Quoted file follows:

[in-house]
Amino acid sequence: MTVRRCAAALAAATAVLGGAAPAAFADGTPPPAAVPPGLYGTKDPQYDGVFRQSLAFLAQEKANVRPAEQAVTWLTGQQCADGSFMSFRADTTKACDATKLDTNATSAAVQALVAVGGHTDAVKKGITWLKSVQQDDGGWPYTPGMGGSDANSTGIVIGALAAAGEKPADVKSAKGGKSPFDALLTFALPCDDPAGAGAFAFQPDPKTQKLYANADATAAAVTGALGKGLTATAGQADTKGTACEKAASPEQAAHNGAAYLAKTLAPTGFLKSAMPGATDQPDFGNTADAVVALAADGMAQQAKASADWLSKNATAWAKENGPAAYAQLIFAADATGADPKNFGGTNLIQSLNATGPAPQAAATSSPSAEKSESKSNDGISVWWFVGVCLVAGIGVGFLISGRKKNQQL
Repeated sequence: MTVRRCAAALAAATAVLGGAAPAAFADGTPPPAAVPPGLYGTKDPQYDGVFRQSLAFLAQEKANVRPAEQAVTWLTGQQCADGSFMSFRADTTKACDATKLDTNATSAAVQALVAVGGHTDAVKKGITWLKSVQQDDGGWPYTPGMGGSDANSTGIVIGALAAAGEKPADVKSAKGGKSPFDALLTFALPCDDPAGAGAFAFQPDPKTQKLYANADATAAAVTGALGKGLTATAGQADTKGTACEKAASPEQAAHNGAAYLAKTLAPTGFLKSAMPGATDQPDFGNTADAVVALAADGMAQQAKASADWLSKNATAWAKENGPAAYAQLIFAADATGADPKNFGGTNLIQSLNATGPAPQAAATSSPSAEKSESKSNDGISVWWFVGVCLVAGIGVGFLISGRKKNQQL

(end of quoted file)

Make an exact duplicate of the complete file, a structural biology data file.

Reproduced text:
[in-house]
Amino acid sequence: MTVRRCAAALAAATAVLGGAAPAAFADGTPPPAAVPPGLYGTKDPQYDGVFRQSLAFLAQEKANVRPAEQAVTWLTGQQCADGSFMSFRADTTKACDATKLDTNATSAAVQALVAVGGHTDAVKKGITWLKSVQQDDGGWPYTPGMGGSDANSTGIVIGALAAAGEKPADVKSAKGGKSPFDALLTFALPCDDPAGAGAFAFQPDPKTQKLYANADATAAAVTGALGKGLTATAGQADTKGTACEKAASPEQAAHNGAAYLAKTLAPTGFLKSAMPGATDQPDFGNTADAVVALAADGMAQQAKASADWLSKNATAWAKENGPAAYAQLIFAADATGADPKNFGGTNLIQSLNATGPAPQAAATSSPSAEKSESKSNDGISVWWFVGVCLVAGIGVGFLISGRKKNQQL
Repeated sequence: MTVRRCAAALAAATAVLGGAAPAAFADGTPPPAAVPPGLYGTKDPQYDGVFRQSLAFLAQEKANVRPAEQAVTWLTGQQCADGSFMSFRADTTKACDATKLDTNATSAAVQALVAVGGHTDAVKKGITWLKSVQQDDGGWPYTPGMGGSDANSTGIVIGALAAAGEKPADVKSAKGGKSPFDALLTFALPCDDPAGAGAFAFQPDPKTQKLYANADATAAAVTGALGKGLTATAGQADTKGTACEKAASPEQAAHNGAAYLAKTLAPTGFLKSAMPGATDQPDFGNTADAVVALAADGMAQQAKASADWLSKNATAWAKENGPAAYAQLIFAADATGADPKNFGGTNLIQSLNATGPAPQAAATSSPSAEKSESKSNDGISVWWFVGVCLVAGIGVGFLISGRKKNQQL